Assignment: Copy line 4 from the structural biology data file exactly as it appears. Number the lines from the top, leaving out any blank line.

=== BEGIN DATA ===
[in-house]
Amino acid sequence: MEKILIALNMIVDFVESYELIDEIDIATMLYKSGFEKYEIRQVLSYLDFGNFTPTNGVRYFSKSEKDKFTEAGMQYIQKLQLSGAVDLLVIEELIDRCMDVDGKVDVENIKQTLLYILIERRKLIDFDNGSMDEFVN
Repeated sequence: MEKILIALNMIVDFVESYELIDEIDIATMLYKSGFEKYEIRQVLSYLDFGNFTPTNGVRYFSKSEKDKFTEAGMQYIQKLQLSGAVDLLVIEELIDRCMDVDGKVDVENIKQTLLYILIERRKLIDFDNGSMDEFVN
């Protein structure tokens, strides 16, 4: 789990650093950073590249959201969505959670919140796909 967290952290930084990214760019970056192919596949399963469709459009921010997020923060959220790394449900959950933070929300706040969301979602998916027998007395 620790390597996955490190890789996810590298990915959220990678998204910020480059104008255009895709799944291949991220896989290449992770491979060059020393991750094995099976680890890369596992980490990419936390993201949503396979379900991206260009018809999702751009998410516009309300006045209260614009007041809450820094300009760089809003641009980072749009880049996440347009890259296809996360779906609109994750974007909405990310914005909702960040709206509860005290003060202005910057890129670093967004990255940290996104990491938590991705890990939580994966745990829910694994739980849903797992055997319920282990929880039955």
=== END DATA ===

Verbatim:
């Protein structure tokens, strides 16, 4: 789990650093950073590249959201969505959670919140796909 967290952290930084990214760019970056192919596949399963469709459009921010997020923060959220790394449900959950933070929300706040969301979602998916027998007395 620790390597996955490190890789996810590298990915959220990678998204910020480059104008255009895709799944291949991220896989290449992770491979060059020393991750094995099976680890890369596992980490990419936390993201949503396979379900991206260009018809999702751009998410516009309300006045209260614009007041809450820094300009760089809003641009980072749009880049996440347009890259296809996360779906609109994750974007909405990310914005909702960040709206509860005290003060202005910057890129670093967004990255940290996104990491938590991705890990939580994966745990829910694994739980849903797992055997319920282990929880039955």